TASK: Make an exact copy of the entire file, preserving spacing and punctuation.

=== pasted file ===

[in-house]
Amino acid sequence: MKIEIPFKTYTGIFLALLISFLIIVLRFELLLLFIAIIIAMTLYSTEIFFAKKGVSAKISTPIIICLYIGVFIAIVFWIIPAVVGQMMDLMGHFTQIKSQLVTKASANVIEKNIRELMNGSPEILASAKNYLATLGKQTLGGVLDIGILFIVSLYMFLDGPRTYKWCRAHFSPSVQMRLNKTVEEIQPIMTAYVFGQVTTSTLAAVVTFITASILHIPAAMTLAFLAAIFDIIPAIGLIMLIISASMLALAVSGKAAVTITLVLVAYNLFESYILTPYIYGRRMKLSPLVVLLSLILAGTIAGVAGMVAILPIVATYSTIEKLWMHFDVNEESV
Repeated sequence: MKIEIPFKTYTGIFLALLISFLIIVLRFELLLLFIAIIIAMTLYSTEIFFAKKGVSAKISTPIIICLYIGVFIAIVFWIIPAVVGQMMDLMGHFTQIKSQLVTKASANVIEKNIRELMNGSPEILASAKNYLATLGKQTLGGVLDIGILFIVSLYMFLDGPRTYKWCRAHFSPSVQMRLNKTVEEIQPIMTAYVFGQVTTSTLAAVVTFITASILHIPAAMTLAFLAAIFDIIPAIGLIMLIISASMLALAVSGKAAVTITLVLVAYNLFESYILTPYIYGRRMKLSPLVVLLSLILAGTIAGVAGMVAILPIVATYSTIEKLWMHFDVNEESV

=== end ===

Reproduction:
[in-house]
Amino acid sequence: MKIEIPFKTYTGIFLALLISFLIIVLRFELLLLFIAIIIAMTLYSTEIFFAKKGVSAKISTPIIICLYIGVFIAIVFWIIPAVVGQMMDLMGHFTQIKSQLVTKASANVIEKNIRELMNGSPEILASAKNYLATLGKQTLGGVLDIGILFIVSLYMFLDGPRTYKWCRAHFSPSVQMRLNKTVEEIQPIMTAYVFGQVTTSTLAAVVTFITASILHIPAAMTLAFLAAIFDIIPAIGLIMLIISASMLALAVSGKAAVTITLVLVAYNLFESYILTPYIYGRRMKLSPLVVLLSLILAGTIAGVAGMVAILPIVATYSTIEKLWMHFDVNEESV
Repeated sequence: MKIEIPFKTYTGIFLALLISFLIIVLRFELLLLFIAIIIAMTLYSTEIFFAKKGVSAKISTPIIICLYIGVFIAIVFWIIPAVVGQMMDLMGHFTQIKSQLVTKASANVIEKNIRELMNGSPEILASAKNYLATLGKQTLGGVLDIGILFIVSLYMFLDGPRTYKWCRAHFSPSVQMRLNKTVEEIQPIMTAYVFGQVTTSTLAAVVTFITASILHIPAAMTLAFLAAIFDIIPAIGLIMLIISASMLALAVSGKAAVTITLVLVAYNLFESYILTPYIYGRRMKLSPLVVLLSLILAGTIAGVAGMVAILPIVATYSTIEKLWMHFDVNEESV